Roundtable :: Tunisian Inheritance Law Reform Katarzyna Sidło (Center for Social and Economic Research) organized an online roundtable on Tunisian president Beji Caid Essebsi’s 2017 proposal to amend inheritance laws. She introduces the Roundtable by noting that, under the country’s current Personal Status Code – passed in 1956 – Tunisian citizens may not “allocate their inheritance freely and must follow” the inheritance divisions elaborated by Muslims jurists based on the Qurʾān (4:11-14) and sunna (reports of the prophetic example). The proposed amendment, if passed by parliament, will allow Tunisians choice: equal shares of inheritance between male and female heirs would become the default rule, from which those wishing to follow traditional Islamic legal rulings could opt out. In her own analysis for the proposed amendment, Sidło examines the issue with an economic lens . The common argument defending the traditional rules and upholding this type of legal gender discrimination in Tunisia is an interpretation of a Qurʾānic verse stipulating that men spend money to support women (Qurʾān 4:34) and thus require more inheritance money. Sidło disagrees, underscoring the contemporary realities of a large female labor force and wages in the MENA region. Mohammad Fadel (University of Toronto) takes a pragmatic approach that helps explain why this proposal has raised so much controversy: “While the new law, if implemented, may not make a substantial tangible difference in people’s lives – especially given the ease with which ordinary Tunisians can continue to adhere to the previous inheritance law, regardless of the final form of the legislation – it does raise thorny theoretical questions about the nature of the Tunisian state, and the meaning of Islamic law in the modern world.” Request access to the full symposium to read and respond. Image credit: Nawaat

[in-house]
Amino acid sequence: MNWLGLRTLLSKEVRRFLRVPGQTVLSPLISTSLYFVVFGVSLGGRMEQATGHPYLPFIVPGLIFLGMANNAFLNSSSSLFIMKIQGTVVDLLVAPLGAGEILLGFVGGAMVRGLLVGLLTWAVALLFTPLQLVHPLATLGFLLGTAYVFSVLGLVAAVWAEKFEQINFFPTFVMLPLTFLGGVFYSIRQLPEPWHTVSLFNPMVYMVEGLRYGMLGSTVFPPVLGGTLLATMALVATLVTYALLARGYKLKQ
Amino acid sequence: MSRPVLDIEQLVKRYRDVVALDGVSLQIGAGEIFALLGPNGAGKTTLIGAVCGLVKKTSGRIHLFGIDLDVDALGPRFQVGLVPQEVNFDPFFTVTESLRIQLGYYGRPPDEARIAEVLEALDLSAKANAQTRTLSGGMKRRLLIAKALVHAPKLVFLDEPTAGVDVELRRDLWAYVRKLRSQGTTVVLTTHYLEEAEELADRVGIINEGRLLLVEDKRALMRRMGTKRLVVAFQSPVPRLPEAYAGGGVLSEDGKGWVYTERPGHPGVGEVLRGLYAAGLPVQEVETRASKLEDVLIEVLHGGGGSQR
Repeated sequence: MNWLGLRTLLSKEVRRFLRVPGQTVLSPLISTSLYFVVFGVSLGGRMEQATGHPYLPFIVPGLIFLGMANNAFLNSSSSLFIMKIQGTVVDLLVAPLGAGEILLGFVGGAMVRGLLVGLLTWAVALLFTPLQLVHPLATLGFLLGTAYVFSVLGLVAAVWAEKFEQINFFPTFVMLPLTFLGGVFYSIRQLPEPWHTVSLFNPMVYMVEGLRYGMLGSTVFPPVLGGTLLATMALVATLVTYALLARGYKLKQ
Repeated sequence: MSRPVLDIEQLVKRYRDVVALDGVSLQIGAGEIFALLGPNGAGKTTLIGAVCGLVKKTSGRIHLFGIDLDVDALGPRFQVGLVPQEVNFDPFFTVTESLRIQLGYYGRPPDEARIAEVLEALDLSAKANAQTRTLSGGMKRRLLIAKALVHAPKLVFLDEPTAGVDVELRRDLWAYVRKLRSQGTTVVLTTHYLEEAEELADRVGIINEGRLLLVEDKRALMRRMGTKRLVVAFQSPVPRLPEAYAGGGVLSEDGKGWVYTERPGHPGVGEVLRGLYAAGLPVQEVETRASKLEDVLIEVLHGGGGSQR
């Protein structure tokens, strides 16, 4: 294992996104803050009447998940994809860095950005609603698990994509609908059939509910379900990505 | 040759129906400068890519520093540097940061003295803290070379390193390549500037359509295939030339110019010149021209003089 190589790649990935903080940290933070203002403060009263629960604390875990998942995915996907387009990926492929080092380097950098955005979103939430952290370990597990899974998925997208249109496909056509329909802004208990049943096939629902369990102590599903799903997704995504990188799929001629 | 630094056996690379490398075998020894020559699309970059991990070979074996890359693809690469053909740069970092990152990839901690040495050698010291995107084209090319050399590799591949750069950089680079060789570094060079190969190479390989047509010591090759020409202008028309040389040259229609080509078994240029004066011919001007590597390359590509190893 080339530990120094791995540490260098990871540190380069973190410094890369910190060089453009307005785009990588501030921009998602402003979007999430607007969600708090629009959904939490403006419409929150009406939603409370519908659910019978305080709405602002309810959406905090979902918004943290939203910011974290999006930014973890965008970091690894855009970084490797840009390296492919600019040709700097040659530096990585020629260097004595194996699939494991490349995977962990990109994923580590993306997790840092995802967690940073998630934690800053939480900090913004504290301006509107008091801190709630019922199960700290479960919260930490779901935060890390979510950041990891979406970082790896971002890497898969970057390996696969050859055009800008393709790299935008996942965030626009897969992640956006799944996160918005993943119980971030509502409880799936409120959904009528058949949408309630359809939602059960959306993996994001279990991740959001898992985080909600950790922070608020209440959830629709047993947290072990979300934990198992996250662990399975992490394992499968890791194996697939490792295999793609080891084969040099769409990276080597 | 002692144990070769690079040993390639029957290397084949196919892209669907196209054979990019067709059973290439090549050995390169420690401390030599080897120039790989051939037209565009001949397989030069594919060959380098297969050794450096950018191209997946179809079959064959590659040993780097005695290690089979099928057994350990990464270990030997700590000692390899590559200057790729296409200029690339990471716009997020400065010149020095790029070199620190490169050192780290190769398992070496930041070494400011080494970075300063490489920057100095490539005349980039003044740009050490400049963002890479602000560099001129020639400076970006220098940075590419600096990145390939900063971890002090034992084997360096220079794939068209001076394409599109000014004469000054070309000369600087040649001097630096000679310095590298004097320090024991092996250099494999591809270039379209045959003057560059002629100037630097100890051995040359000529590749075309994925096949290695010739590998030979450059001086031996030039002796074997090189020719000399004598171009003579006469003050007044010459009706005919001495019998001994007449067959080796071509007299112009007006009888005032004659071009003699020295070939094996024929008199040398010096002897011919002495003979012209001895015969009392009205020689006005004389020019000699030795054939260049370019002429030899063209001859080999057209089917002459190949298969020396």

Country Profile on Tunisia The SHARIAsource Portal’s Country Profiles aim to facilitate research for Islamic law and comparative law scholars by detailing the history, role, and source of Islamic and other state laws in each country. The Tunisian Country Profile provides sources on the larger context of the Tunisian legal system, along with expert analyses on the religion-state divide in the MENA region. See the Tunisia Country Profile (in the Country Profiles Special Collection). Image credit: AliExpress
Spotlight :: Gender and InheritanceSHARIAsource houses a number of primary sources and expert analysis on laws concerning gender and inheritance in the Muslim world, outside of Tunisia. A search of laws on gender and inheritance shows that each manifests in legal structures and proceedings differently. For some examples, see Pakistan’s 2006 Protection of Women Act , various court cases from Indonesia, and an earlier symposium presenting perspectives from Chinese Muslim legal scholars on female clerics. Image credit: Our World in Data. Image credit: Our World in Data
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